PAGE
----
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Juggling schedules with children takes a certain type of art, but we were able to get together to celebrate their contribution to my 50 Days to 50 Years. We spent the evening at Griffith Observatory for their “Star Party”. Once a month, the observatory encourages amateur astronomers to bring their telescopes, and the staff have their own set up to assist interested parties in seeing constellations, the moon, and even some of the planets.

I brought a picnic of hot dogs, potato salad, vegetarian casserole, tacos, and brownies, and we knoshed, talked and watched all the buzz around the telescopes. We got a few views through telescopes of the moon, but for the most part we just spent time enjoying each other’s company and getting to know Jaxin and Yolanda a bit better.

Griffith Observatory is awesome for 360 degree views of Los Angeles, from Pasadena to the beach. We were able to take in the entire city from sun up to sunset, and enjoy the lights of the city that make Los Angeles look stunning.





50 Days to 50 Years: Day 41, CAAN Connect!

21 06 2016

“Respect for people is the cornerstone
of communication and networking.”
— Susan Roane

A fabulous time was had by all at the 2016 CAAN Connect! The West Coast chapter of Columbia College Chicago’s alumni association has held this networking event for years, and it has always been rewarding and enjoyable for the attendees.

West Coast Director Sarah Schroeder, Assistant Director of Alumni Relations Chuck Lira, and Coordinator of Special Events Amanda Clayton did a lovely job setting the space with awesome catering (with a bar!), and a spacious setup where alumni and entertainment industry executives could conduct their 15-minute speed networking sessions.

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My role as an alumni board representative was to help out at the check-in desk and interact with the alumni to ensure they were having a pleasant and productive experience. Interacting with the other alumni gave me insight into what an impact this type of event can have on one’s confidence and career, and how much the work of an alumni association can impact both. Alumna Abby Sherman (BA ’79) said, “I have to say, Columbia really steps up for its alumni.”

He shoots, he scores! Rim shot. I felt quite proud in seeing part of the vision of the alumni board coming to life and being affirmed by the very alumni we seek to serve.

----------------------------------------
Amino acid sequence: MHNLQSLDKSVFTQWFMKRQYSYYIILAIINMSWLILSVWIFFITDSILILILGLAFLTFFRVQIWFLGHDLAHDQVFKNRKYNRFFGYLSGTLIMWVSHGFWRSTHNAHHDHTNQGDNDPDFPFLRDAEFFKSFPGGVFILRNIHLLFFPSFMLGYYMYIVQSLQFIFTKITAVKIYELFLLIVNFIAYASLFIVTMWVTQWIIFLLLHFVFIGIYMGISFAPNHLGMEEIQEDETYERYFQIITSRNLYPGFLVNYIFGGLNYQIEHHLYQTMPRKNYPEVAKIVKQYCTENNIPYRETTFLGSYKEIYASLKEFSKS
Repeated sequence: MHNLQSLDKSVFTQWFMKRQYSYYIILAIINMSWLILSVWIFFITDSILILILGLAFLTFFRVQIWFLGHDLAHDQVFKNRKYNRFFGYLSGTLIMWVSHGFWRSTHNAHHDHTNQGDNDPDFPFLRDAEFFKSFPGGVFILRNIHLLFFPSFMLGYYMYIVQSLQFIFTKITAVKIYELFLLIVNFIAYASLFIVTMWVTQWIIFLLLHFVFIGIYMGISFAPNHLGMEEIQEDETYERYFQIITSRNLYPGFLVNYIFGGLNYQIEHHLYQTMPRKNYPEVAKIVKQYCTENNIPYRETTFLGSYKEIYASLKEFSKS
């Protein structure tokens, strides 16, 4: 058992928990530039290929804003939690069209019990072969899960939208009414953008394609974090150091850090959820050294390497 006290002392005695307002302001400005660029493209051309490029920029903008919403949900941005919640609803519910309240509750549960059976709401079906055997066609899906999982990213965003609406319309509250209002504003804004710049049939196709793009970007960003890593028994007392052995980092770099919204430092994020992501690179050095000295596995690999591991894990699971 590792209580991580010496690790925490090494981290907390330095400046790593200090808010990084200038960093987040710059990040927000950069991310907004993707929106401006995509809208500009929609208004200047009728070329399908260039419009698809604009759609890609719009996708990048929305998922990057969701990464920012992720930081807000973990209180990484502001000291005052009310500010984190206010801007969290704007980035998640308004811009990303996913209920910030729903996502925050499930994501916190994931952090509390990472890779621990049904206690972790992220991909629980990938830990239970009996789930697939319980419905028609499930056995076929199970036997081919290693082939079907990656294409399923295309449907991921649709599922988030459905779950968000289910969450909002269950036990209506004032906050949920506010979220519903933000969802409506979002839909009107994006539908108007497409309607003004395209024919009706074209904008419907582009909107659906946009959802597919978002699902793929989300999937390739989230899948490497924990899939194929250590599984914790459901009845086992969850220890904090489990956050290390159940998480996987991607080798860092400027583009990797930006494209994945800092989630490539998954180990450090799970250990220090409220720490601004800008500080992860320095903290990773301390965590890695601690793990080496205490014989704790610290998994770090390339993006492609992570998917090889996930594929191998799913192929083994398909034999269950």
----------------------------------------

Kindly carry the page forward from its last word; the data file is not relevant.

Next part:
Speaking of pride, Hallie McPhee-Johnston, another alumni said, “”I’m proud to be a part of Columbia. I really care about our school, and what we do to help each other move forward. This event was great! I made a lot of contacts, and I have a lot of work to do to get things out to people; but I am very pleased.”

I encouraged Hallie to apply for the 2016-17 national board—I hope she does!

My other role as just another alumni coming to network was also satisfying. I met this great husband and wife writing team, Anastasia and Joshua Basche, who I suspect will be the next Robert and Michelle King (The Good Wife, Braindead).  We had a fascinating conversation about the Chewbaca mom and her viral video, and discussed actual artistic effort versus socially-driven content. We exchanged cards and I look forward to getting together with them soon.

My pitch materials were a big hit! One executive said they were very professional, and felt it represented who I am and what I had to offer. Another executive from a literary management agency was disgusted that my last literary agency told me that they had to drop me because I didn’t have a platform. She complimented me on the fact that I took the dishonest feedback and did something with it: I now have a platform that cannot be denied! All in all, I received solid information and direction from each one, and can incorporate or move forward because of it.

The evening ended with a delightful conversation and a failed attempt at using Facebook Live! with Lydia Rodriguez (’07) and Roberta De’Mesme (’90). These women met at work and found out they both attended Columbia. Not only is their friendship delightful, but they are encouraging each other in moving back towards creative endeavors. That’s what networking is all about: sharing knowledge, opportunity, and encouraging each other in our goals and strengths. I look forward to seeing Lydia and Roberta’s podcast come to life and go viral. I let them know I would be honored to be a guest one day.

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50 Days to 50 Years: Day 42, Captain America and Japanese Buffet with Sarah Lucy Beach

20 06 2016

“Friendship arises out of mere Companionship when two or more of the companions discover that they have in common some insight or interest or even taste which the others do not share and which, till that moment, each believed to be his own unique treasure (or burden).” — C.S. Lewis

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Sarah Lucy Beach is another longtime friend since the early 1990s. We met in an entertainment industry fellowship called Premise, and immediately struck up a bond over our love of writing, movies, and conversation. That bond was assisted by the fact that I did not own a car my first 10 years in Los Angeles, so Sarah was often my constant chauffeur to and from Premise meetings and other places and events. Like many of my Los Angeles’ friends, she has spent more than a few Thanksgivings and Christmases with me—we even spent one Christmas Eve at Disneyland, which was quite a treat! No lines or crowds, and a fireworks display that was the perfect entree into Christmas Day.